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Lakes Engagement Project

Thursday, April 7th, 2022

At 1.71 million square kilometres, almost 80% of Greenland’s surface is covered in a 2 to 3 kilometre-thick ice sheet. Within it, 8% of the planet’s freshwater resides. In contrast to almost all other landmasses, we do not want to access Greenland’s freshwater stores; rather, we want to preserve it.

Anthropogenic global warming is the most important problem of our generation, and Greenland’s ice shee

t is suffering because of it. Seasonally, when temperatures rise above 0°C, the surface of Greenland’s ice sheet melts. Global warming is elongating this period, as highlighted in July of 2012 when much as 98% of the ice sheet’s surface was covered in meltwater. Around the coastline of Greenland, where gravity-driven glacial motion is most prominent, shear stresses from adjacent ice of contrasting velocities form crevasses. Meltwater can collect in these crevasses to form supraglacial lakes.

Supraglacial lakes are temporary basins to enormous supplies of freshwater, and pose two problems to global sea levels. Firstly, as they are, these lakes absorb solar radiation (i.e. heat) more readily than ice, and so accelerate glacial melting. Secondly, when a crevasse that is holding water erodes into a nearby moulin (glacial water shaft), supraglacial lakes containing gigalitres of water can completely drain in as little as a few hours.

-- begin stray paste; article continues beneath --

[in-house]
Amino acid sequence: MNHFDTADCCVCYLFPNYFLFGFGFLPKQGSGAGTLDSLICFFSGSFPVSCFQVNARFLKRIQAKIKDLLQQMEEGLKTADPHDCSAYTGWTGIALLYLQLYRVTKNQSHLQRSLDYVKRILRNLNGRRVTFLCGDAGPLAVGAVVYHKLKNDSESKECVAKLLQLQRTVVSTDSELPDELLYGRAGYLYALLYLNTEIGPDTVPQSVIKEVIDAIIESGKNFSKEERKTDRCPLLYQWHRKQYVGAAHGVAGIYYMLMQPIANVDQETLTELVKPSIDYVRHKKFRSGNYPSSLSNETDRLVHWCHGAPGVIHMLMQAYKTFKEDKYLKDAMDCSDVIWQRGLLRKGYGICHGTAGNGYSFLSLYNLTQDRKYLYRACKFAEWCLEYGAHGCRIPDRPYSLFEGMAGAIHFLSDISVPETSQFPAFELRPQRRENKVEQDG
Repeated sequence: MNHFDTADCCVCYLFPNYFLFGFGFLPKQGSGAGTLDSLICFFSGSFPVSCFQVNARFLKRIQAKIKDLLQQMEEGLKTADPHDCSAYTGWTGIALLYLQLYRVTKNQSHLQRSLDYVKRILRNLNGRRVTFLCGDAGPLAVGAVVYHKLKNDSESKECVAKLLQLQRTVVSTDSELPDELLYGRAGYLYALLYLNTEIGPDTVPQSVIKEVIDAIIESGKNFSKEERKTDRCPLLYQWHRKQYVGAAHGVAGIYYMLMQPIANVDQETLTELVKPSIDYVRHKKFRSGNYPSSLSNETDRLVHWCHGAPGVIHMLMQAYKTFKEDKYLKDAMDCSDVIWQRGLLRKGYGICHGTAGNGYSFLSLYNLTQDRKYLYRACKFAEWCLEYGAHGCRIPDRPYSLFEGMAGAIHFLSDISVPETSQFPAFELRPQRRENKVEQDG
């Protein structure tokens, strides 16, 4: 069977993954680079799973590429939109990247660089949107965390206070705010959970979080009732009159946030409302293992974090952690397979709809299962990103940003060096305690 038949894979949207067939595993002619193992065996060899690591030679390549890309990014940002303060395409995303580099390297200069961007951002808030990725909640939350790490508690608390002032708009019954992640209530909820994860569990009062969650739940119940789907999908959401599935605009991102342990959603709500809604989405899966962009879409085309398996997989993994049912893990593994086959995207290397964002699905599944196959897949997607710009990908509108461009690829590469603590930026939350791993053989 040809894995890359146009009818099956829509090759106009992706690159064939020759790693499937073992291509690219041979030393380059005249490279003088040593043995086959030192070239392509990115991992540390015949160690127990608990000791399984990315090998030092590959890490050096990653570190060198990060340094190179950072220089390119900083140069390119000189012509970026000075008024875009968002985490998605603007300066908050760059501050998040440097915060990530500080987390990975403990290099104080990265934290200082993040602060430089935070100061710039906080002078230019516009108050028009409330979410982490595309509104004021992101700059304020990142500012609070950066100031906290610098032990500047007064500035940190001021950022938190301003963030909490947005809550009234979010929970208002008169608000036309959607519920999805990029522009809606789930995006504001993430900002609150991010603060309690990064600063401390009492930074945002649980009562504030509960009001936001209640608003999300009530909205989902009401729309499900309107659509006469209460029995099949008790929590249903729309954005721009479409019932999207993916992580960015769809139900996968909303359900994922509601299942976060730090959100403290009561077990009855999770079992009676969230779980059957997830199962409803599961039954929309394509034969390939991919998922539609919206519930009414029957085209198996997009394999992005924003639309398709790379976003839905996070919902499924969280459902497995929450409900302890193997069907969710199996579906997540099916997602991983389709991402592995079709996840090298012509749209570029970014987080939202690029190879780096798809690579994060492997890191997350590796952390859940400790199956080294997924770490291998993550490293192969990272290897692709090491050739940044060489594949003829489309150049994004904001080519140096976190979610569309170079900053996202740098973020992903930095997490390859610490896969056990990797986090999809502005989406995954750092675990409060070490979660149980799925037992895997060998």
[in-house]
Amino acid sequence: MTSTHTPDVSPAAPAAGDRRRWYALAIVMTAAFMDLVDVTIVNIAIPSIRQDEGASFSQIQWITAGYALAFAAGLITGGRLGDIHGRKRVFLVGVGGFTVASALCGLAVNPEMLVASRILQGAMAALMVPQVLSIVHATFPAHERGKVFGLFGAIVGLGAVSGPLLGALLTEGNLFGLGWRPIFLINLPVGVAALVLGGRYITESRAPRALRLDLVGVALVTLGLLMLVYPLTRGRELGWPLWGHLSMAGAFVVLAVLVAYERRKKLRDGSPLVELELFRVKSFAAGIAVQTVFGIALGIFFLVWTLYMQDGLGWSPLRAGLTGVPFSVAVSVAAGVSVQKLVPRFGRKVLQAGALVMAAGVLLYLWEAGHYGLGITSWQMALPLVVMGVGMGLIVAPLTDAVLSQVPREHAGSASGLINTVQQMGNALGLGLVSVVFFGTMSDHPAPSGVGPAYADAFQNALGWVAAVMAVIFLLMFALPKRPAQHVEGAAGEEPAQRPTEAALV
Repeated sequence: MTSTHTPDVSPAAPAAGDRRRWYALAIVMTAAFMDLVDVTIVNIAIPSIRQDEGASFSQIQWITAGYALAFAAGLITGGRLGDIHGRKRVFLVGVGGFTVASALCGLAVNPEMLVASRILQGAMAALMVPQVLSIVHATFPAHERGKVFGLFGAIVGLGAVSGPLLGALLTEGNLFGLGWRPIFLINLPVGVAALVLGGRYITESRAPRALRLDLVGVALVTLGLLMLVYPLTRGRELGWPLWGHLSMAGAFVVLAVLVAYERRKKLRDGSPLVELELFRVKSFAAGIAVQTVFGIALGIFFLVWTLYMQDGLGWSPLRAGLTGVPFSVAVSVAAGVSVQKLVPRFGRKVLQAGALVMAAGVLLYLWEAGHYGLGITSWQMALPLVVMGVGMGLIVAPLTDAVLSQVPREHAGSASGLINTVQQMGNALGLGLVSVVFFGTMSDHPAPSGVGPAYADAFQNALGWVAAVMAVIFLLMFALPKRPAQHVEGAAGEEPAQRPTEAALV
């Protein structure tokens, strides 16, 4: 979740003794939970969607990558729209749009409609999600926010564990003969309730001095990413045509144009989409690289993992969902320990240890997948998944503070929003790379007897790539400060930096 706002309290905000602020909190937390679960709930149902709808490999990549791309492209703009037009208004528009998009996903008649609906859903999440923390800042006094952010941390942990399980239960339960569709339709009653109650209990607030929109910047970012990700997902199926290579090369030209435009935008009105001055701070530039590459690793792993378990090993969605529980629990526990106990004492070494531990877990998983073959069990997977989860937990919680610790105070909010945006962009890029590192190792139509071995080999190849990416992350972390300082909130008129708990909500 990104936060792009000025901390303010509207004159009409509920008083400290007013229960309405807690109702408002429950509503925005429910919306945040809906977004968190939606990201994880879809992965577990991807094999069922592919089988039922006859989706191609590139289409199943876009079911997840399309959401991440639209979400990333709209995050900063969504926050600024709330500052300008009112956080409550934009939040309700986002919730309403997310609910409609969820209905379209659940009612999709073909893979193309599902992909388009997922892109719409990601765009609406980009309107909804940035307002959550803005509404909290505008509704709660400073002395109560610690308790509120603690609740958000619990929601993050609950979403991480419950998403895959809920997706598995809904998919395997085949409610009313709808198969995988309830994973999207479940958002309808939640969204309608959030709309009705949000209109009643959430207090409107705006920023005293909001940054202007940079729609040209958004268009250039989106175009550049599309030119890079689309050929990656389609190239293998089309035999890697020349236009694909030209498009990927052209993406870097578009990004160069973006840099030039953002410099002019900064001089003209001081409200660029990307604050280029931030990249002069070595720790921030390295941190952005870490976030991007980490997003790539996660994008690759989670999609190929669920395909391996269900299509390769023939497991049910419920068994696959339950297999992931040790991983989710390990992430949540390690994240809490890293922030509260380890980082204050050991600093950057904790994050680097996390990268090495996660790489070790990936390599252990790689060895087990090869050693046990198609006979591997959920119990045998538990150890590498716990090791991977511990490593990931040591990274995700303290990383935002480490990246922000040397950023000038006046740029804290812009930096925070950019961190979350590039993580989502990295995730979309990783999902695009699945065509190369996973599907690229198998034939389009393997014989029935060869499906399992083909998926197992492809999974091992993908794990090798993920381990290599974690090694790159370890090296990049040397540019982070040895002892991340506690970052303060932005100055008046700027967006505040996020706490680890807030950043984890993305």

The draining of a supraglacial lake coincides with the plummeting of water from the surface of the ice sheet to its base. At this level, subglacial meltwater can travel along the ice bed and underneath the ice sheet itself. Just as heavy rain causes cars to aquaplane on otherwise safe roads, meltwater can cause the termini of Greenland’s ice sheet to ‘slip’ towards the Arctic Ocean. By accelerating glacial movement, in a process known as basal sliding, meltwater increases waterline calving, the number of melting icebergs, and the global sea level.

To better understand this process, and its impact in rising sea levels, the Lakes Engagement Project seeks to engage visitors with software used to identify supraglacial lakes from satellite images of Greenland. These images span nearly a decade, and could tell us whether the annual number, or size, of Greenland’s ice lakes is changing. Our software is not yet optimized, however, and can misidentify shadows as ice lakes. Humans, on the other hand, use holistic thinking to know that shadows are cast from sunlit mountains, and are not lakes.

Discerning what is and isn’t a lake is the crux of our software’s issue, but with the help of the public, we may be able to better understand and convey how manmade global warming is adversely affecting Greenland’s ice sheet, and the consequences it has to global sea level rise.